Michael Brandy
In this 2004 file photo, 13-year old Parker Jensen (right) is seen with his parents Barbara and Daren Jensen at their home in Sandy, Utah.\r\n
If what happened to the Jensen family happened to me, I would have been in jail right now because I would have defended my right against the state. —Rep. Chris Herrod, R-Provo

SALT LAKE CITY —  A watered-down bill reaffirming parental rights cleared a House committee Thursday.

Rep. LaVar Christensen, R-Draper, pulled the more controversial aspects from HB161, including revisions of laws regarding termination of parental rights, and designated them for study over the summer. The Utah Department of Human Services opposed the bill in its original form, but favored the amended version.

"We all agree it's a crucial issue but we just can't go too fast," Christensen said.

The measure calls for the Judiciary, Law Enforcement and Criminal Justice Interim Committee to examine the potential for parents to seek a jury trial in juvenile court when faced with losing their children; the costs of foster care versus in-home services; and whether federal law and funds interfere with reunifications.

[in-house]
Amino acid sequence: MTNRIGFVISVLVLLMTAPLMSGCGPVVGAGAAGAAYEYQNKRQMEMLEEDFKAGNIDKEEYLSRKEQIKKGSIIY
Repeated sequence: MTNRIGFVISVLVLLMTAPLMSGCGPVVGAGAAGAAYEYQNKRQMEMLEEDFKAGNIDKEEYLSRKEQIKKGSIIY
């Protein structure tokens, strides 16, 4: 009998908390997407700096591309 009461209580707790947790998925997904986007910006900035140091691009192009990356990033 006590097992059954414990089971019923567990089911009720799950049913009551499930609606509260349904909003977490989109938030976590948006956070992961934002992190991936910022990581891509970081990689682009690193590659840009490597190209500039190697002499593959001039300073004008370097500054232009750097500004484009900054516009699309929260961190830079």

"If I have to tell the federal government to stay out of our homes or our deserts, I'm going with the homes," Christensen told the House Judiciary Committee.

Though the bill makes no changes to current law, committee members discussed parental rights in general, including the Parker Jensen case. Jensen's parents in 2003 refused chemotherapy for their then 12-year-old son's diagnosed cancer, leading to a court battle with the Utah Division of Child and Family Services. The boy never underwent the treatment and is reportedly healthy today.

"If what happened to the Jensen family happened to me, I would have been in jail right now because I would have defended my right against the state," said Rep. Chris Herrod, R-Provo.

Murderers get off on reasonable doubt, while children are removed from homes for the "slightest hint" of something wrong, he said. "That seems out of whack."

Palmer DePaulis, human services executive director, said family issues are difficult and complicated. The state tries its best to balance the rights of parents with the safety of children, he said.

Also Thursday, the House unanimously approved HB319, which would require DCFS to provide parents a pamphlet explaining their rights at the time children are removed from their home. It would include information about hiring an attorney, available resources such as anger management and parent classes and a DCFS contact.

"I think this would be a great help to people who have their children taken away and don't understand the process," said Rep. Christine Watkins, D-Price, the bill's sponsor.

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